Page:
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> This may seem like nitpicking, but the description in 3.6 does not
> allow one to decide if the following should evaluate to 'yes or 'no.
> (let-syntax ((test
> (syntax-rules ()
> ((_ x)
> (let-syntax ((g (syntax-rules (x)
> ((_ literal) 'yes)
> ((_ other) 'no))))
> (g other))))))
> (test literal))
> I guess an identifier in a pattern is a literal only if it is
> bound-identifier=? to one of the identifiers in the literals list,
> but this is not explained.
I believe that the sentence "All other identifiers appearing within a
pattern are pattern variables." near the top of Section 3.6 covers this.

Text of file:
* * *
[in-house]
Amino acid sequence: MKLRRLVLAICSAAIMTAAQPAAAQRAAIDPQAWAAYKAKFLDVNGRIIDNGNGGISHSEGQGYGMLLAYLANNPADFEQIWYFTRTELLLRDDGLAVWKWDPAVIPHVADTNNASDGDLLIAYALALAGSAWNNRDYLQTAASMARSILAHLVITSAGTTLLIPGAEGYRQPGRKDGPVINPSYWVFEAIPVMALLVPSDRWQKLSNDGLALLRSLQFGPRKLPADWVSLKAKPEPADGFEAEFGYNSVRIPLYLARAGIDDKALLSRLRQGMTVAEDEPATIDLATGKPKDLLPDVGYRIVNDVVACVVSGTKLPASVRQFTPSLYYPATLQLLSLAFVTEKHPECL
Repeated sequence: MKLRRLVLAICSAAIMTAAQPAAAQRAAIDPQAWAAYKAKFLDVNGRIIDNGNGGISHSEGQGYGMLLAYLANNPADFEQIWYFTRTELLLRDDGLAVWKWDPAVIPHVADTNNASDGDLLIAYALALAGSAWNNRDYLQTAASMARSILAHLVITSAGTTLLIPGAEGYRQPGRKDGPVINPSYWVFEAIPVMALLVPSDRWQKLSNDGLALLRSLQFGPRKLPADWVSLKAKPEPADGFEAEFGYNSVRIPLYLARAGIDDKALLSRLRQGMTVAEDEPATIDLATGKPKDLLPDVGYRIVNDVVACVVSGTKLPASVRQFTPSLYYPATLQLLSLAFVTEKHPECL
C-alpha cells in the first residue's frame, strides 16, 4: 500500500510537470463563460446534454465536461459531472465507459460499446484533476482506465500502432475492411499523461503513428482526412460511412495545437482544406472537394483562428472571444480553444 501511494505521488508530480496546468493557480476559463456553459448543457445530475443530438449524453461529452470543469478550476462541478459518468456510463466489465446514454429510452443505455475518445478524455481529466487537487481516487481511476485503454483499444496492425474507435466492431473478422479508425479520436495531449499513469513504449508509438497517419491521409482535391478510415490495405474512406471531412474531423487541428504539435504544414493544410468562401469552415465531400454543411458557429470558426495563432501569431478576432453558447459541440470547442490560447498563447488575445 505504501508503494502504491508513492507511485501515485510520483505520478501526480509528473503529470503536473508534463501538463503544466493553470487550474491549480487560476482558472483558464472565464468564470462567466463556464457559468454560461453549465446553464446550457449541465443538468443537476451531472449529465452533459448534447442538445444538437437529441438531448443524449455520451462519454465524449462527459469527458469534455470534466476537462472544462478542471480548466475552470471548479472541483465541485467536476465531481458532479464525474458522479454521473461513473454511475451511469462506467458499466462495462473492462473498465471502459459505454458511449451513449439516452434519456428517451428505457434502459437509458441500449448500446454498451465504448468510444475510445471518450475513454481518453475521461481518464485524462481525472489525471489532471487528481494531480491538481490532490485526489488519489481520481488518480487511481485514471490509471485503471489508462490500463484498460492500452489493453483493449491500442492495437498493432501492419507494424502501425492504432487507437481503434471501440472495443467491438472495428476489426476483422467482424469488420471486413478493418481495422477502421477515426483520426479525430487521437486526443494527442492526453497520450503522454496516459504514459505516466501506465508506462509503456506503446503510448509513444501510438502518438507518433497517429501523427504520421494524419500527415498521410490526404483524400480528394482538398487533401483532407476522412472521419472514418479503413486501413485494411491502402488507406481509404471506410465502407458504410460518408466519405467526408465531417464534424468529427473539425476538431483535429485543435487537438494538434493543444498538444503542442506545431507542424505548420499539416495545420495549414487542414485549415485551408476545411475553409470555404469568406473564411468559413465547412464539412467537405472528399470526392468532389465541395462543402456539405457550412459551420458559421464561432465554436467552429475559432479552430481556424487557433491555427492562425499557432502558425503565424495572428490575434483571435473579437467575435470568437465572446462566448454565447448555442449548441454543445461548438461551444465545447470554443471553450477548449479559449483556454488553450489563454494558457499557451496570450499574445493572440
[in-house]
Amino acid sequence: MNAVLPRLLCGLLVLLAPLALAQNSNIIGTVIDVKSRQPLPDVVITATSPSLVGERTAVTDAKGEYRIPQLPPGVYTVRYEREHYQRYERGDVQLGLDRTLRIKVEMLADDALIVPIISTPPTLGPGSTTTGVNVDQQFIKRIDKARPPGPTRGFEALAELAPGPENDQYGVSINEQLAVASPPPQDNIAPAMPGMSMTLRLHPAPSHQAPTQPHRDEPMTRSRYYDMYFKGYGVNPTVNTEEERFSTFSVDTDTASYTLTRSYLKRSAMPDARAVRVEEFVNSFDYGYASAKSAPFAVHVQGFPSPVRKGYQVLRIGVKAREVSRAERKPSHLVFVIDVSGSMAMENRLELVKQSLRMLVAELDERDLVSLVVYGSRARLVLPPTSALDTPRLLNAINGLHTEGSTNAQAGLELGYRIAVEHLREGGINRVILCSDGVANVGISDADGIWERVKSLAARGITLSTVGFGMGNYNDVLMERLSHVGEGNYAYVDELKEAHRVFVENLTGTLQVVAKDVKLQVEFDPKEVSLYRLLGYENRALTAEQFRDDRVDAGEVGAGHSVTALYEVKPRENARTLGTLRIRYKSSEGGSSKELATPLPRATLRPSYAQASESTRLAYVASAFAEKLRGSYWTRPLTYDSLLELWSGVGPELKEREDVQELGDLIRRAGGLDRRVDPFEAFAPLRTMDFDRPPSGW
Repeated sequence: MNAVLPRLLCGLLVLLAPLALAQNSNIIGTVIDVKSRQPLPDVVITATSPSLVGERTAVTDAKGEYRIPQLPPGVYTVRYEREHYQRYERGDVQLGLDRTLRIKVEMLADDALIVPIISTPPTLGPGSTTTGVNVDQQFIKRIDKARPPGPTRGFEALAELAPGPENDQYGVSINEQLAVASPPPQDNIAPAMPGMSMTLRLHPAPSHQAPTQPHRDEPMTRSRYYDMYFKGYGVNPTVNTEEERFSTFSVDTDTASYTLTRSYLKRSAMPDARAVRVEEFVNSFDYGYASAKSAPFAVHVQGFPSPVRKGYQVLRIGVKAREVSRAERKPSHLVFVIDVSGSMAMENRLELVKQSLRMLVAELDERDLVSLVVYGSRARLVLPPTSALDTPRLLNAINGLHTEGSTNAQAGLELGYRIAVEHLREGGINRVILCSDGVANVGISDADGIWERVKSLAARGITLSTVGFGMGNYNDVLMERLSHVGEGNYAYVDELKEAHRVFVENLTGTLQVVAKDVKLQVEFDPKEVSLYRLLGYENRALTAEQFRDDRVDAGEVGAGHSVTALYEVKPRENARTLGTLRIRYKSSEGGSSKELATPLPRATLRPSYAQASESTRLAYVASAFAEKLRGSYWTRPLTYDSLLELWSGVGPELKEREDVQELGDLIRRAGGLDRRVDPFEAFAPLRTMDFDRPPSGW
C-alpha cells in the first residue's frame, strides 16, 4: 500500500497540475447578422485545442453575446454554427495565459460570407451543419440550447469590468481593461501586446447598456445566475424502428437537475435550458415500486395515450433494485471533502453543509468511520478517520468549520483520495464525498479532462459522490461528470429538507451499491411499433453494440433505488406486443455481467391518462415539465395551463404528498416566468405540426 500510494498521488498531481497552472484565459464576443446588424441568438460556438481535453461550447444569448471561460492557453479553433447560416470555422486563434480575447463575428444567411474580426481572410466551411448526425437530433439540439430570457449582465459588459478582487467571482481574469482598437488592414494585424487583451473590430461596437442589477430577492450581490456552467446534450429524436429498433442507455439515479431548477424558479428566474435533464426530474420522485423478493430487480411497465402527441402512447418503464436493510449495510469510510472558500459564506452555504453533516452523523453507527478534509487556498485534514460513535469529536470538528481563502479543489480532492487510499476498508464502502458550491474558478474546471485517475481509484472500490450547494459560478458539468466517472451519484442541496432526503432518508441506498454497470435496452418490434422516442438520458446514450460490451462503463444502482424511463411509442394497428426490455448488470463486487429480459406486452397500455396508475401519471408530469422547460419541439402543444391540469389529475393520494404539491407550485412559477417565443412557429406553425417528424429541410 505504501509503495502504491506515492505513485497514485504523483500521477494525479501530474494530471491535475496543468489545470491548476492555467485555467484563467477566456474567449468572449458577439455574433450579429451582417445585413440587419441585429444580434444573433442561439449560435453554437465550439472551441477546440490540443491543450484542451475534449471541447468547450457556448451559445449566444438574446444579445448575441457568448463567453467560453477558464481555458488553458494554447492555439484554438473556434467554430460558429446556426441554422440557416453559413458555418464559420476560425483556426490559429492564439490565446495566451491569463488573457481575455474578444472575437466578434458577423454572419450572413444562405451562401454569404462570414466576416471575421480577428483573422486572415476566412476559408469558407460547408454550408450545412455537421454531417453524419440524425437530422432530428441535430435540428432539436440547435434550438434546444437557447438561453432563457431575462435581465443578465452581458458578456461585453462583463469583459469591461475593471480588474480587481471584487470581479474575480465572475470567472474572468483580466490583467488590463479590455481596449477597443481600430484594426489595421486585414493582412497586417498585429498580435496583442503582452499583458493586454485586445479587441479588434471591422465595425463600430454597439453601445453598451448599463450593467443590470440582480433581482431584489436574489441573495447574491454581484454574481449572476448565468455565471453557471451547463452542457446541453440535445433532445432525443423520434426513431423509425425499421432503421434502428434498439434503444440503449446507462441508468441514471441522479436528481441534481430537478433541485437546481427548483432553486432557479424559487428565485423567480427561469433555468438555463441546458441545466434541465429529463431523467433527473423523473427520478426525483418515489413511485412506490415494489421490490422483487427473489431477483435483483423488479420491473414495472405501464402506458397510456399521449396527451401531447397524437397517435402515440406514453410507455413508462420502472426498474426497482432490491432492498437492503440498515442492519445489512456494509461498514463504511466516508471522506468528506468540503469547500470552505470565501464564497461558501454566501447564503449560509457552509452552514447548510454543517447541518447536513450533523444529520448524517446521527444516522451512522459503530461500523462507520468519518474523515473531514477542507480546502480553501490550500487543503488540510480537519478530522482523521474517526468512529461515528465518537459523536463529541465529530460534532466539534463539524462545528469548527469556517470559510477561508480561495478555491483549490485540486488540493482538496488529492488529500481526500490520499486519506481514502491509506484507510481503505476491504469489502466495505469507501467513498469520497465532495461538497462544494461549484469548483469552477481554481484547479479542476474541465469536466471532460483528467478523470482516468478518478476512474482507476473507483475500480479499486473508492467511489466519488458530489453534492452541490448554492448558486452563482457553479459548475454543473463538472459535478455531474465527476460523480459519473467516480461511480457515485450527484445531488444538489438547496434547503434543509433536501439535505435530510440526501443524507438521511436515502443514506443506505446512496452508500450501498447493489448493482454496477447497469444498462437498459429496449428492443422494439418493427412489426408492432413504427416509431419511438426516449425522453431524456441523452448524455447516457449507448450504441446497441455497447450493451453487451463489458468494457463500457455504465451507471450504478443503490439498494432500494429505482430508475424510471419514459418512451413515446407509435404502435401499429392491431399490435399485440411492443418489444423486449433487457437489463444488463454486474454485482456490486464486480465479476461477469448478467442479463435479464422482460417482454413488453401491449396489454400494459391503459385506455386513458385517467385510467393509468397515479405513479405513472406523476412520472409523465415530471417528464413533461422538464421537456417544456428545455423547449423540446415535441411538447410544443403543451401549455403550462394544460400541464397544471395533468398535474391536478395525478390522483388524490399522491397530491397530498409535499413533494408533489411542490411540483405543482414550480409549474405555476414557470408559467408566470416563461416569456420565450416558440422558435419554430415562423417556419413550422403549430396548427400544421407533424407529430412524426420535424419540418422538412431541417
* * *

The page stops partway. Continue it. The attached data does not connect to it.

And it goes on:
> Also, the text
> "A literal identifier matches an input subform if and only if the input subform
> is an identifier and either both its occurrence in the input
> expression and its occurrence in the list of literals have the same lexical
> binding, or the two identifiers are equal and both have no lexical binding."
> refers to "the same lexical binding" - is this free-identifier=?, and ditto
> for the term "equal" in the last line.
Yes. This is covered by the third bullet point in the paragraph that
starts with "More formally". I'm not sure where the word "equal" came
from. It should be replaced with "have the same name".